A case for Storm, The Invisibles, Luke Cage, and more…
The Green Lantern is out this week, and in the middle of a summer stocked with superhero movies, it seems to be the weakest. The special effects look iffy and the Green Lantern oath will never sound cool. But it's not good to point out a problem without suggesting a solution. With that in mind, here are five superheroes who deserve their own movie more than Green Lantern.
Halle Berry's performance as Ororo Monroe in the X-Men films was so bad I almost consider it a crime against humanity. But don't let that prejudice you against Storm, the most badass mutant of them all. (You heard me, Wolverine.) For one thing, her powers have incredible visual potential — just think about that cluster of tornadoes she unleashed in X2. And for another, her backstory is awesome. In the X-Men comics, she started life as a street-wise thief, became worshipped as a weather goddess, joined a team of superheroes, and then became the punked-out leader of a band of sewer mutants. There has got to be a movie in there somewhere.
2. Wonder Woman
This is a list of the female superheroes who have headlined their own films in the last two decades: Electra. (We try to ignore the existence of Catwoman whenever possible.) That is a truly shameful fact, especially when Hollywood keeps trying to make the Hulk happen. (It's not going to happen.) Wonder Woman is one of DC's big three, and she's been confined to a TV ghetto for too long considering how iconic she is. Yes, her backstory is a bit harder to sell than Batman's — she left her Amazon-ruled home island to help fight Hitler — but make her home island a little less flowery and a little more 300 and I think we're in business. And, while you're at it, keep David E. Kelley as far away from the project as possible.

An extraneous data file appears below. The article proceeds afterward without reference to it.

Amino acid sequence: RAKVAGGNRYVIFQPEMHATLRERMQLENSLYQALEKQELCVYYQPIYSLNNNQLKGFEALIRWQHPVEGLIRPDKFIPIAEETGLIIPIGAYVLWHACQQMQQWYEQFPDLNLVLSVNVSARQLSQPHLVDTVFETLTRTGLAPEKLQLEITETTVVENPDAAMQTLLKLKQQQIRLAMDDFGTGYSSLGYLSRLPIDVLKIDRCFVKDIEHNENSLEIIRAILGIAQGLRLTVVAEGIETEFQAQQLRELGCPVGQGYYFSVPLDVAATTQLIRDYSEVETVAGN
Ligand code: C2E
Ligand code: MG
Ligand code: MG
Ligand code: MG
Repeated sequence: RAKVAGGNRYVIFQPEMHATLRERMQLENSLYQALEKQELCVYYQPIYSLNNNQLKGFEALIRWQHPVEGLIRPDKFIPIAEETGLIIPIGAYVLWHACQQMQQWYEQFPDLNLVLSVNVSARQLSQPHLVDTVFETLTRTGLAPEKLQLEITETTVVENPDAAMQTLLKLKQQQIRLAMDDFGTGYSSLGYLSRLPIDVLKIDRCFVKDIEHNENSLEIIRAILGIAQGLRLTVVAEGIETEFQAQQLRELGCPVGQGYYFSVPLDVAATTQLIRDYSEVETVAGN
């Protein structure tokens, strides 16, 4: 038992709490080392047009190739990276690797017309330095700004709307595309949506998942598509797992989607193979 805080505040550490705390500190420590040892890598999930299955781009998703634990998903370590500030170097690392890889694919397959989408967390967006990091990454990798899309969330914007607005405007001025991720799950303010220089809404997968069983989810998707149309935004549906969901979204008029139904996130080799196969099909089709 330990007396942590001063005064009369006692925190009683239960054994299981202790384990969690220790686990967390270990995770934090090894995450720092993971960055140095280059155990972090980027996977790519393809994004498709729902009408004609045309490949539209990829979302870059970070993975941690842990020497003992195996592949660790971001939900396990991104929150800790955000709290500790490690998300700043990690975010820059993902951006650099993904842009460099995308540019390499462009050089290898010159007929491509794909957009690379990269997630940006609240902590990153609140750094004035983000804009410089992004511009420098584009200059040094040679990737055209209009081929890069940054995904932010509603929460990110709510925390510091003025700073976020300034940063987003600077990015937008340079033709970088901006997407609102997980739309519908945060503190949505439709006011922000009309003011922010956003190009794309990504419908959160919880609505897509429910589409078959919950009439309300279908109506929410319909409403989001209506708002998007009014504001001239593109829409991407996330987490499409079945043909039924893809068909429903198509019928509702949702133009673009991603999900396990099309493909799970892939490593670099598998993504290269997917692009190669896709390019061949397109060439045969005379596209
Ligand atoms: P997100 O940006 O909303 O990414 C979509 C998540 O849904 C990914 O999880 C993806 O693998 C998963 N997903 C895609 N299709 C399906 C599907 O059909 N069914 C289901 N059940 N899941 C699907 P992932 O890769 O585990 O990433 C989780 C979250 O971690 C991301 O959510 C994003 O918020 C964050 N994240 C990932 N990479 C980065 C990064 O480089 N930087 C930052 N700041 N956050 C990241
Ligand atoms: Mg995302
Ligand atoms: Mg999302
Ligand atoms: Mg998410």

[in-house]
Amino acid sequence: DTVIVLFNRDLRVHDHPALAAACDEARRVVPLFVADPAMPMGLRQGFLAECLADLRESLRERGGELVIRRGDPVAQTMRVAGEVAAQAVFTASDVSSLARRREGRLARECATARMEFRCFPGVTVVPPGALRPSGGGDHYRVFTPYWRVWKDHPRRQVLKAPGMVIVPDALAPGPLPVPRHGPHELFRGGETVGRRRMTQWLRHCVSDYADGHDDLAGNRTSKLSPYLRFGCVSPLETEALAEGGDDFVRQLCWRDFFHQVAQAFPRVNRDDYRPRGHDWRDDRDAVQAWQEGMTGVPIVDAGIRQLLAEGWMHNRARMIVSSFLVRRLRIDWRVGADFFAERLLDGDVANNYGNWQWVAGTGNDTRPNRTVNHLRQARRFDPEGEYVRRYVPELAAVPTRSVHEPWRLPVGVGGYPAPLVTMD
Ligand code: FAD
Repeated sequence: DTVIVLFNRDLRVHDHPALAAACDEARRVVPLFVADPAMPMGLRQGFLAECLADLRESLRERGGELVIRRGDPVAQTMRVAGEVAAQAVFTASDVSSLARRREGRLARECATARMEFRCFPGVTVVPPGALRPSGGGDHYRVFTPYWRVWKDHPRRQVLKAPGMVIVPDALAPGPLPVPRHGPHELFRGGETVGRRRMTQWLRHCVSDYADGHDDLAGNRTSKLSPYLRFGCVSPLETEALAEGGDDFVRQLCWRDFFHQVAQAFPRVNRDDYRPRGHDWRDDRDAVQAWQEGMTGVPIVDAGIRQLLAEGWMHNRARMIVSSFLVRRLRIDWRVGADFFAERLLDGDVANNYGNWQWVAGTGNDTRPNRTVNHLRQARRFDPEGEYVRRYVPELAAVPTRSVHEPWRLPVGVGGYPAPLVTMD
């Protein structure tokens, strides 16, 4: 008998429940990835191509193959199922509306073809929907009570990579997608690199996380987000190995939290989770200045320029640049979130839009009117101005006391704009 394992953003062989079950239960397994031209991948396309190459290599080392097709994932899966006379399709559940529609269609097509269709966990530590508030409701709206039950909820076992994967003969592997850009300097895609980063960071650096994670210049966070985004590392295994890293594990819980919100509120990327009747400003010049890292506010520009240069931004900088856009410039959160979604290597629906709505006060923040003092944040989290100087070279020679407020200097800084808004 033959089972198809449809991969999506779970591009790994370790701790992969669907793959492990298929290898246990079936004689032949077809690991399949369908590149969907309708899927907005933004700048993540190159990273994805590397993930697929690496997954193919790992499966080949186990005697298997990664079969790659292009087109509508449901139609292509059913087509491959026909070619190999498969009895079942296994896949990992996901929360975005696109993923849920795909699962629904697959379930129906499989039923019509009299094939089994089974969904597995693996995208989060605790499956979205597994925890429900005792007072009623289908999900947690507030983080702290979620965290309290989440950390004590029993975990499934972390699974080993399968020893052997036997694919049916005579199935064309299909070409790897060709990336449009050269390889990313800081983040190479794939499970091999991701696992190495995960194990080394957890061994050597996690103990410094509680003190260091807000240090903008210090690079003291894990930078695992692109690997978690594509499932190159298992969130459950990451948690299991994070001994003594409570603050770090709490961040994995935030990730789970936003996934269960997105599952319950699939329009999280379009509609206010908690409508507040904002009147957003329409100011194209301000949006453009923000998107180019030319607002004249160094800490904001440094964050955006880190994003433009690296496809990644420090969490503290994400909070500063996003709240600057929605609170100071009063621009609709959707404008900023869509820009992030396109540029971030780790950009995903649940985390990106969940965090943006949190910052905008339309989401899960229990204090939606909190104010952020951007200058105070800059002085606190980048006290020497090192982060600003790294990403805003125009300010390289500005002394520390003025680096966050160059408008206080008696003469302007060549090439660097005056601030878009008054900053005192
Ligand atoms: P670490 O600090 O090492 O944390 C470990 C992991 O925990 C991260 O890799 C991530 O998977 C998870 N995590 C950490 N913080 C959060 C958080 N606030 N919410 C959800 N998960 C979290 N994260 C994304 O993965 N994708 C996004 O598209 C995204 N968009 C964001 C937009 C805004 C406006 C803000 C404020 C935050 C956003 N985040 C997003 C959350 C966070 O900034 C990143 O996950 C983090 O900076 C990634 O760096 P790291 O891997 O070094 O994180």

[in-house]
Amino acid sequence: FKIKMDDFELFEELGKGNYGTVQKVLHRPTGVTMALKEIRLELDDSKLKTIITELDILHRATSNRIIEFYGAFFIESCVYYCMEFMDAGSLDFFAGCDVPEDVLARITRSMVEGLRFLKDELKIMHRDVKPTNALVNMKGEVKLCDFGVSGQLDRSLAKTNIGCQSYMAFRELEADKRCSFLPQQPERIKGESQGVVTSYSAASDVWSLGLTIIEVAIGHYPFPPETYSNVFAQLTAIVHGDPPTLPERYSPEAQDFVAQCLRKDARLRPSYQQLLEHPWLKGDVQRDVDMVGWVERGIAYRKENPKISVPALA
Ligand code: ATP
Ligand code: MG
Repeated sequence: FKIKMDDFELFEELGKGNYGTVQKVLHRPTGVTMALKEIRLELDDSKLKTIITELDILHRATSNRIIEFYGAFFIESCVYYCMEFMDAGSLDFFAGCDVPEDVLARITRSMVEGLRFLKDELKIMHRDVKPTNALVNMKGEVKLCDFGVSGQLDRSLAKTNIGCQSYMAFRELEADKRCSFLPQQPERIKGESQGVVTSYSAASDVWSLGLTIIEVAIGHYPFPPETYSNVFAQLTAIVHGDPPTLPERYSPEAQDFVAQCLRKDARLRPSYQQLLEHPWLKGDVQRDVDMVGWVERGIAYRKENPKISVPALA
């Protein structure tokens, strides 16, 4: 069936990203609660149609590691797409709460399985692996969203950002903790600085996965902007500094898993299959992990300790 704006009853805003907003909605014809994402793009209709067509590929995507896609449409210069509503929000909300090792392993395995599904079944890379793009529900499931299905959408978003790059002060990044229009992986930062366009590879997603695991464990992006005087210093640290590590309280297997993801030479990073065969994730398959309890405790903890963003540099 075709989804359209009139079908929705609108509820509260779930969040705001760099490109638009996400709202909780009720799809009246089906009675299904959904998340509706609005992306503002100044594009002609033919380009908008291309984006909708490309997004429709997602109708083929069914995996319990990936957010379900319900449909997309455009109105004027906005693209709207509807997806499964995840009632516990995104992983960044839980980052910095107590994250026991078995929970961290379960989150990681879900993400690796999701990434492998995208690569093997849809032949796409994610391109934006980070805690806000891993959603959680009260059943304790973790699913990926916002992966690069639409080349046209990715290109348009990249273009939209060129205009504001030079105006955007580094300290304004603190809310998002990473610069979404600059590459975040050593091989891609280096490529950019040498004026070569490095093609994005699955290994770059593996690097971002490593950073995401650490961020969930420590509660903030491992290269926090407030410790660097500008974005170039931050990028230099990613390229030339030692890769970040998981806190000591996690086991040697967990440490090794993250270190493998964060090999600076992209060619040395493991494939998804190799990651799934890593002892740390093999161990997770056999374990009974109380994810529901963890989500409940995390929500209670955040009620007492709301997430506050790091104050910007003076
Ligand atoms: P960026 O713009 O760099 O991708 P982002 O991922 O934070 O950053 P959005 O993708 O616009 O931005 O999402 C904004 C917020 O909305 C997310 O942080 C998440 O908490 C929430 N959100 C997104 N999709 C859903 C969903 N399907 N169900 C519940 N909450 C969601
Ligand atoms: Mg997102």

3. The Flash
“But James,” I hear you saying, “Isn't this just a guy who… runs fast?” And to that I say: technically the name's been used by several people, but to address your main point, yeah, he doesn't have the coolest superpower ever. But limits can be a good thing, because if you use them in the right way they can force a surprising amount of creativity out of you. The appeal of the Flash is the challenge of the Flash — it will be harder to form a story around him and his ability to run at super-sonic speeds, and that will probably make it more interesting. Plus, everyone loves a hero who has a bit of a mouth on him, and the Flash can give screenwriters a chance to flex their sarcasm muscles.
4. Luke Cage
Superhero period pieces are having a moment right now. We have the baby X-Men stopping the Cuban Missile Crisis and Captain America rushing off to the European front, so why not have Luke Cage, “hero for hire,” policing the streets of New York City in the '70s? Some aspects of Cage's history will have to be massaged, because in the beginning he was a pretty obvious and kind of embarrassing attempt to capitalize on the trend of blaxploitation, but that should be easily fixable. Cage, who was left with super-strength and an ability to heal quickly after going under an experimental medical procedure, works as something between a superhero and a private detective. The character provides a great opportunity for this genre to push itself into more noir territory.
5. The Invisibles
I'm going to state, flat out, that this superhero team will never see the big screen, unless it gets the League of Extraordinary Gentlemen treatment and has all its rough edges shaved off. Because there are a lot of rough edges — one of the main characters is a Brazilian transsexual shaman, the group is fighting against psychic oppression by alien gods, and storylines feature everything from gang rape to AIDS vaccines. This is not exactly Thor territory, and I doubt a studio will be banking on this as a summer blockbuster. But if it were to be made, and to be made well, it would be the weirdest, most cracked-out, interesting superhero movie you'd ever see. Forget The Wolverine — Darren Aronofsky should be directing this.